Witness Interviews

A very critical aspect of any investigation is the witness interview. Witnesses are a vital part of the discovery process, whether it is for a civil or criminal proceeding. How the witness is dealt with in the beginning of the investigation has ramifications that reverberate throughout the entire proceeding.

Properly trained professional investigators benefit the legal practitioner enormously because they can approach witnesses as objective third-party contacts. While it is true that the investigator is working at the behest of the client, the professional investigator’s mandate is to uncover and develop all of the facts in the case, not prove the client’s theory of how things occurred.

The most productive interviews are generally conducted in the witness’ environment, at home most often, or if need be, at work. This produces a more relaxed state of mind and the witness is generally less defensive. It also allows the investigator to get a sense of the witness’ background from items that are seen in the home or workspace.

Developing rapport with the witness is vital to the process because frequently the investigator will be called upon to facilitate the witness’ appearance at deposition and subsequently at trial. Rapport also allows the investigator to gently probe for bias or hidden agendas in the witness’ characterization of events.


Witness Interview versus Interrogation

First, what is a witness interview and what should a successful witness interview accomplish? Recent world events, as well as television shows and movies featuring cops, FBI and counter-terrorism agents, may have confused people about the difference between an “interview” and an “interrogation”.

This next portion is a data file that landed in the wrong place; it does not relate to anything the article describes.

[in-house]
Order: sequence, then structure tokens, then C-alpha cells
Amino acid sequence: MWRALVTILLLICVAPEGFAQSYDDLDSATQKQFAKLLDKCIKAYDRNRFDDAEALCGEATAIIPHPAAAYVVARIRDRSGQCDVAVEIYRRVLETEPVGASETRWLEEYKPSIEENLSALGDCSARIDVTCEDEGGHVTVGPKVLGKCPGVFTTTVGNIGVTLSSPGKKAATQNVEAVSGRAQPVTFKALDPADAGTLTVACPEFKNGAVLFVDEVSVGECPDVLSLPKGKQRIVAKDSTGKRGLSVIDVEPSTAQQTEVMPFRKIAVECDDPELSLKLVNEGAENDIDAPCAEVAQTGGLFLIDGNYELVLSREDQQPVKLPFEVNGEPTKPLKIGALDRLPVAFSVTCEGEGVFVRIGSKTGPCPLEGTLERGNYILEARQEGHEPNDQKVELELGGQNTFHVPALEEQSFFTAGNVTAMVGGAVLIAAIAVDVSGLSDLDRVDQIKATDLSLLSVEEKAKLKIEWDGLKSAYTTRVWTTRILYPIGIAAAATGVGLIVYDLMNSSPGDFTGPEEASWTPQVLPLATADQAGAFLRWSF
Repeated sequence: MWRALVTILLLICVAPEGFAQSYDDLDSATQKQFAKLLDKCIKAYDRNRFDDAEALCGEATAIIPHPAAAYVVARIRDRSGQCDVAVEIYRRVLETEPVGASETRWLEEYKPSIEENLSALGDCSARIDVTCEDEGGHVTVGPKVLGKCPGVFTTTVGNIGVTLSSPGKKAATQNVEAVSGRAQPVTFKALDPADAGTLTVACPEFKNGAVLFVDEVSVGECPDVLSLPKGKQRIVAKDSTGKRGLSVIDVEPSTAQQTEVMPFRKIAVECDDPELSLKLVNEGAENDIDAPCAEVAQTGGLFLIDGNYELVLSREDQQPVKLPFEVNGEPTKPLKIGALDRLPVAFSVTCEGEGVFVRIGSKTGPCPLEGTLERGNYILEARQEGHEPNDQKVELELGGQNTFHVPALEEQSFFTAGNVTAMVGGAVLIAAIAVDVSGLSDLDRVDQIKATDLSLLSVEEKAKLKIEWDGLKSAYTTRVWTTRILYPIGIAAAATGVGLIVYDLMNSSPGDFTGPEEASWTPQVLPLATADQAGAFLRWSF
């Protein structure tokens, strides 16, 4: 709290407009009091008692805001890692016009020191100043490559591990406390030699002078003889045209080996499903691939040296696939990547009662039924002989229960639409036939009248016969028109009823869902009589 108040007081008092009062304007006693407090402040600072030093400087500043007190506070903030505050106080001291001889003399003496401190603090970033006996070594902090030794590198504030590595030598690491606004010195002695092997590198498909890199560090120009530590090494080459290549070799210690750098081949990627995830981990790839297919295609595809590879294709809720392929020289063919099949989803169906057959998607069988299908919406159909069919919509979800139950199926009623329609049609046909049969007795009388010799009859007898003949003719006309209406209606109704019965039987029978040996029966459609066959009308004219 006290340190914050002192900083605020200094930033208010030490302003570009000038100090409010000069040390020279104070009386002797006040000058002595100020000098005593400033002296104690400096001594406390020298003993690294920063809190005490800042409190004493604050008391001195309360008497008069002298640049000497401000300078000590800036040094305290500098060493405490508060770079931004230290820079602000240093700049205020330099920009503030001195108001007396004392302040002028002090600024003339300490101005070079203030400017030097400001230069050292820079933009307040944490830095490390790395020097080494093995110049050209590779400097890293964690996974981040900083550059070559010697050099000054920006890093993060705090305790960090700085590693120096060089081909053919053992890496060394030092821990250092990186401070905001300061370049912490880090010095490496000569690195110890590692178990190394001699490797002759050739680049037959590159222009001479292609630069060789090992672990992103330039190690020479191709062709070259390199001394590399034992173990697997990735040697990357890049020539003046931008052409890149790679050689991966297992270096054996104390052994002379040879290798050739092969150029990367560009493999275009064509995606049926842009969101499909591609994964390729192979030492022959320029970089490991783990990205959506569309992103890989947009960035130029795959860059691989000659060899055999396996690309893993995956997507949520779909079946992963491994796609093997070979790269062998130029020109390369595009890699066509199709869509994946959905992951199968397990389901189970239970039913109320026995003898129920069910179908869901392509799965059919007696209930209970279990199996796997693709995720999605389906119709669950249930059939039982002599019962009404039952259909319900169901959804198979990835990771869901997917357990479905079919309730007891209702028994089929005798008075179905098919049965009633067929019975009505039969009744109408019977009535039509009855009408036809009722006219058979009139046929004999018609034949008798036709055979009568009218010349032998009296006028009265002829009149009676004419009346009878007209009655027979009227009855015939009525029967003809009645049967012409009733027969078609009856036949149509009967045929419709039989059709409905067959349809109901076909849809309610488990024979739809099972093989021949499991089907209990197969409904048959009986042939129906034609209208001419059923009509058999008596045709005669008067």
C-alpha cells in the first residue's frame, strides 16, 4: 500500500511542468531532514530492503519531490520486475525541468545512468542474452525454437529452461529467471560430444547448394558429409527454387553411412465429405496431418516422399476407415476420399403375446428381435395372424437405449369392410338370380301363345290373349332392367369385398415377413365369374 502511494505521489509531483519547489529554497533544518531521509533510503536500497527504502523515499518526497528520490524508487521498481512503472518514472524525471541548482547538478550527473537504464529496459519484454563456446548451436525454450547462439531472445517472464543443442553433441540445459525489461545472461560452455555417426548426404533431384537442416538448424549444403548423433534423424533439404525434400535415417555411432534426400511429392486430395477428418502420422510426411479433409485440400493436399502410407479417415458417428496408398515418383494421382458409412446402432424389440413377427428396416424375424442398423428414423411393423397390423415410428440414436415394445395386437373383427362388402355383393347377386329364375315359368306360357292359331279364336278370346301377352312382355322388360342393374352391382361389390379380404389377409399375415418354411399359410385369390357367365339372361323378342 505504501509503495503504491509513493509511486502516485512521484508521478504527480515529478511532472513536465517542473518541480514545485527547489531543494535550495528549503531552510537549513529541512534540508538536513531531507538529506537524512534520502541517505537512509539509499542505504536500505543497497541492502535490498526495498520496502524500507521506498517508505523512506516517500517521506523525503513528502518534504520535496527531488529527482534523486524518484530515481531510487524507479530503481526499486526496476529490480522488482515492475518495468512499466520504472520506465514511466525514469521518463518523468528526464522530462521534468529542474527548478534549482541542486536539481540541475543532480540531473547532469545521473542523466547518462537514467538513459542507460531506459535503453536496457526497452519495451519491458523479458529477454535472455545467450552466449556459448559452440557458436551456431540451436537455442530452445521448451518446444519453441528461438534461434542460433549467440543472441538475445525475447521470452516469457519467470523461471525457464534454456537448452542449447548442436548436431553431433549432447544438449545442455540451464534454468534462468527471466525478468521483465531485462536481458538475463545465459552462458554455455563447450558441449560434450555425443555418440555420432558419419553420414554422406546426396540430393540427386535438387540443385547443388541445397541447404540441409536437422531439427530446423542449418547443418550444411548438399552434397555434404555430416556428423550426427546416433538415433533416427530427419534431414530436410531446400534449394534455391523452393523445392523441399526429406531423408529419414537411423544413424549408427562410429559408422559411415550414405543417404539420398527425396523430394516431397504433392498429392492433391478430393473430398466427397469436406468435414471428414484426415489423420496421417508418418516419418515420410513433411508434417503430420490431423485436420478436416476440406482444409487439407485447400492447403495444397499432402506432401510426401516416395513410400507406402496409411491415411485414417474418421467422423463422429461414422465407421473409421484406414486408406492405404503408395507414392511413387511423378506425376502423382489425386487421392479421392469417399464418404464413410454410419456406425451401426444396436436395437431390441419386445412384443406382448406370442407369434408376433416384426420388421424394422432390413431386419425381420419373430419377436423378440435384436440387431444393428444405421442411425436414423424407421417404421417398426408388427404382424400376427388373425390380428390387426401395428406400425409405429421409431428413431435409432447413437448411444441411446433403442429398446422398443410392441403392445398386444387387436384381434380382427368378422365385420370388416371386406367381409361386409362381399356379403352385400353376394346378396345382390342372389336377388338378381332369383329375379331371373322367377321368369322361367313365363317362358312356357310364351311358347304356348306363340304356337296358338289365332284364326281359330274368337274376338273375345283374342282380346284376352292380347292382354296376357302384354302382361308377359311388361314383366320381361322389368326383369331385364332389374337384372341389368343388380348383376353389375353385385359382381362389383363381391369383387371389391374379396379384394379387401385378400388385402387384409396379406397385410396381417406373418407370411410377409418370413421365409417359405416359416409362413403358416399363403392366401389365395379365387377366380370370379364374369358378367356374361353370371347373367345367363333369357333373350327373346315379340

The United States Air Force actually defines the two words this way:

Interviews are cooperative, informal meetings where the interviewer approaches the witness as an equal and encourages their cooperation, allowing him or her to relate observations without interruption or intimidation.

By contrast, “interrogation” implies questioning on a formal or authoritative level, such as a lawyer-to-witness situation, a police officer-to-suspect session, or a parent-to-child encounter.

At FPI, we define an interview as a dialogue between two people – the investigator and the witness – in which the investigator’s task is to facilitate an accurate recollection of events, of conversations or of any other facts that will help establish the truth about that which is being inquired into. An interrogation, on the other hand, is primarily about confronting a witness in order to get information the interrogator believes the witness or suspect has. An interrogation may occur at some point after an interview and may focus on contradictions and suspected lies in the witness’ statement.

The goal of a witness interview is to discover if the individual being interviewed has significant knowledge relating to the case at hand – information that will help establish facts or information that either corroborates or refutes other versions of the incident – and to elicit as much of that relevant material or useful information as possible. During the witness interview, the investigator seeks to discover what the witness – through all five of their senses: sight, hearing, smell, taste and touch – has observed. If the witness does, in fact, have important information to provide, the secondary goal of the interview is to obtain a signed witness statement.